The Science of Psychology

Level:
Open to students entering grades 11 or 12 or freshman year of college in the fall
Session:
I - June 29–July 17, 2020
II - July 21–August 7, 2020
Days & Time:
Monday–Friday, 11:10 a.m.–1:00 p.m. and 3:10–5:00 p.m.
Teacher(s):
Maria Anderson, Katie Insel, Lua Koenig, Michaela Porubanova

“I was simply surprised by the quality of the instructors and how excited I was about the material."  – Brooke S. | Raleigh, North Carolina

Course Description

This course is designed for students interested in the fundamental concepts, principles, and theories of psychology, the science of mind and behavior. It examines this basic question: What influences human behavior? The course provides an overview of the diverse topics within psychology, including biological bases of behavior, learning and memory, sensation and perception, cognitive development, language acquisition, and personality and social influences on behavior. Special emphasis is placed on current psychology research and topics relevant to both individual experience and real-world events.

In addition to lectures, students participate in in-class experiments demonstrating key psychological phenomena. Working in teams, and under instructor supervision, students design, run, and present data from an original psychological experiment.

Laptops, while not required for this course, are highly recommended.

Teacher(s)

Maria Anderson

Dr. Maria Anderson is an assistant professor of biological psychology at Farmingdale State College and a researcher at Stony Brook University. Her research focuses on the influence of lifestyle factors such as cardiovascular exercise and cognitive stimulation on the onset and progression of Alzheimer’s disease. She holds a B.A in psychology, a B.A. in Italian language and literature, an M.A. in psychology, and a Ph.D. in integrative neuroscience. In addition to conducting research, Maria teaches a variety of courses including Introduction to Psychology, Biopsychology, and Learning and Behavior. 

Katie Insel

Katie Insel is a Ph.D. student in the department of psychology at Harvard University. Her research examines how the brain develops from adolescence through adulthood, and how ongoing brain maturation influences behavior in daily life. She studies how the teenage brain responds to incentives in the environment to guide goal-directed behavior such as self-control and learning. Katie received her B.A. in psychology from Columbia and her M.A. in psychology from Harvard. She has experience teaching college-level statistics, social psychology, and experimental methods. In addition, she has mentored numerous undergraduate and high school students in psychology and neuroscience research.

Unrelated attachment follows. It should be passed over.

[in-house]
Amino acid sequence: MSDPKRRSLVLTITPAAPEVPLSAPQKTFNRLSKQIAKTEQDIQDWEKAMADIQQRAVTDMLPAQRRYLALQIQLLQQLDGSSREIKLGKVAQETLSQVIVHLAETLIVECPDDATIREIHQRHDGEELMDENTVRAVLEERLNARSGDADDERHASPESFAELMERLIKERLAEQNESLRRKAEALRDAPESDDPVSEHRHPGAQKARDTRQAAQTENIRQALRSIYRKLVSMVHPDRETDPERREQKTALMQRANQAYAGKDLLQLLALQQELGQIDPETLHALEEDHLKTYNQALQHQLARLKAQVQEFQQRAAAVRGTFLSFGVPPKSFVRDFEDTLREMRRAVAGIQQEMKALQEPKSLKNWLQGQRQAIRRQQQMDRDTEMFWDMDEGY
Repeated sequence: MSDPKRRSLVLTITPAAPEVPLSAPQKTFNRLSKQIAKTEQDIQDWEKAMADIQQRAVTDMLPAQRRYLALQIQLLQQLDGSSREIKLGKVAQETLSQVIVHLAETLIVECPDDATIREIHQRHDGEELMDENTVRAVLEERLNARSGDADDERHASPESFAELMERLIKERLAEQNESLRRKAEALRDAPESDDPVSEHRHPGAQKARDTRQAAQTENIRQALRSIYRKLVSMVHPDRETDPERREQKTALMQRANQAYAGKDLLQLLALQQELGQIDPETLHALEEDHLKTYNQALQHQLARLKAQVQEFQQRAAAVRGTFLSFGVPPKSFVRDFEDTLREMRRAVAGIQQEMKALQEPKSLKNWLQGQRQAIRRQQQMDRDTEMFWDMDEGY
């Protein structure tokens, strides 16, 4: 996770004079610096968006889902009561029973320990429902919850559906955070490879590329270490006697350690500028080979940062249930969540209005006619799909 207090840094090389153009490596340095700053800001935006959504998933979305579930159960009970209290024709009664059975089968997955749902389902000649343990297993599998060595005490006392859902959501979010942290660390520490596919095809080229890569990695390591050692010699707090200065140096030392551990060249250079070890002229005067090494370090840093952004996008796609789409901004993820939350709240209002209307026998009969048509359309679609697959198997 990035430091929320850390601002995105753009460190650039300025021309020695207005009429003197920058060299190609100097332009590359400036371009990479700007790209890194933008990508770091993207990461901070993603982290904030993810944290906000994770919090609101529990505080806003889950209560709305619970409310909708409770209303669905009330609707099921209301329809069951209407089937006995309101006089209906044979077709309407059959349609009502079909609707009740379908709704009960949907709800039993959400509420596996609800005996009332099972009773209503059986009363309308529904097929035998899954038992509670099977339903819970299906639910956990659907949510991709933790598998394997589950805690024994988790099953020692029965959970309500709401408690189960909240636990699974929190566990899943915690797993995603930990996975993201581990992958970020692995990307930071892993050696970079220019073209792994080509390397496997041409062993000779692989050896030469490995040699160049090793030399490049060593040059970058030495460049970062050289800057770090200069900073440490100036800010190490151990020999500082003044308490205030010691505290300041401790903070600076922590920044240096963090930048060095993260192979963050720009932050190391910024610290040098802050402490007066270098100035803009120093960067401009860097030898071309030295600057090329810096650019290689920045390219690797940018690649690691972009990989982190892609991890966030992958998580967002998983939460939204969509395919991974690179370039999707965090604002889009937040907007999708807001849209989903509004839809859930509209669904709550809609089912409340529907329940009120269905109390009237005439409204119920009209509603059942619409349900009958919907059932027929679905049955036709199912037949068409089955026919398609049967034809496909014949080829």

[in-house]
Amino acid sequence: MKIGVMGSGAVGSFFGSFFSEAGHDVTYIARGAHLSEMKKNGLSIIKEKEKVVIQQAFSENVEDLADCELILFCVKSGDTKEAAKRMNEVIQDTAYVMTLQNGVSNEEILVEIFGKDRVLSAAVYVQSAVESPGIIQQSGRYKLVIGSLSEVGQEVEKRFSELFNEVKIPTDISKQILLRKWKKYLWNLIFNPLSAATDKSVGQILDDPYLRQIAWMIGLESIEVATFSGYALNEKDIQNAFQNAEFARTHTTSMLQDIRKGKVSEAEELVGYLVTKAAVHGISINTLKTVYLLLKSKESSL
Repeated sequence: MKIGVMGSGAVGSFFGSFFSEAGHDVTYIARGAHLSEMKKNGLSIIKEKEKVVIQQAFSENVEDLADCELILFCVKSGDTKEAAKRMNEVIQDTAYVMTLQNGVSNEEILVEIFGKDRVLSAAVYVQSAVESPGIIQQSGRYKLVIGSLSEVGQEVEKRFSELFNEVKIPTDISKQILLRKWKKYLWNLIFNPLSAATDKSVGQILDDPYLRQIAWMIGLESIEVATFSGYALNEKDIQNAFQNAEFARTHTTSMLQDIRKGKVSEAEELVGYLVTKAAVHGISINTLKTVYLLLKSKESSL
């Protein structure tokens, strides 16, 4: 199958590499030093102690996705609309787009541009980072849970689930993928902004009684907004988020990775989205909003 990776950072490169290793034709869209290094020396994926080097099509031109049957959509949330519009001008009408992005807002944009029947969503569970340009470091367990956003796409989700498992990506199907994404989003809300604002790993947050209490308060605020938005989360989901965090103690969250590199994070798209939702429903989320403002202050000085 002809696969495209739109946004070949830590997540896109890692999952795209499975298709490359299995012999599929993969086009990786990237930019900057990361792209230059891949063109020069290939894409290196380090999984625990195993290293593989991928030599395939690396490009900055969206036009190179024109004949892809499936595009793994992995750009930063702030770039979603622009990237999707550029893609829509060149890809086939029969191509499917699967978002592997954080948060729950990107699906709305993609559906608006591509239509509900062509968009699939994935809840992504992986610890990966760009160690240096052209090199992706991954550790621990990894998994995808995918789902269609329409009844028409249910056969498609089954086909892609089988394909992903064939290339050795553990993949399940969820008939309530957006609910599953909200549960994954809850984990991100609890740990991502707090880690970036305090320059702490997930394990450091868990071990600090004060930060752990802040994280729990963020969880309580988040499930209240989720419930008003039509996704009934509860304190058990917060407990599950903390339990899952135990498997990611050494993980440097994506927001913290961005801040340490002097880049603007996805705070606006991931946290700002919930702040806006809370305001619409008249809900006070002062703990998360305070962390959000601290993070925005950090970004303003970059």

Lua Koenig

Lua Koenig is a Ph.D. student in cognitive neuroscience at the Graduate Center of the City University of New York. She is interested in understanding how our rich, everyday subjective experience can arise from biological mechanisms in the brain. Her research investigates the mechanisms of touch perception, including how touch perception interacts with other modalities such as vision and hearing. Lua received her B.A. in neuroscience from Trinity College, Dublin. She has experience teaching cognitive neuroscience and introductory psychology as well as graduate-level statistics.

 

Michaela Porubanova

Dr. Michaela Porubanova is an assistant professor of cognitive psychology at The State University of New York, Farmingdale, where she also directs the Visual Cognition and Emotion Research Laboratory. Her research revolves around the role of emotion in visual attention and consciousness. She is a functionalist believing in the evolutionary shaping of our cognitive architecture. In addition to research, she has taught a large variety of classes topic-wise (cognition, consciousness, culture and cognition, the psychology of learning, independent research), location-wise (The Czech Republic, US, UK, Italy, Austria), and type-wise (face-to-face, hybrid, online).  

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Specific course detail such as hours and instructors are subject to change at the discretion of the University. Not all instructors listed for a course teach all sections of that course.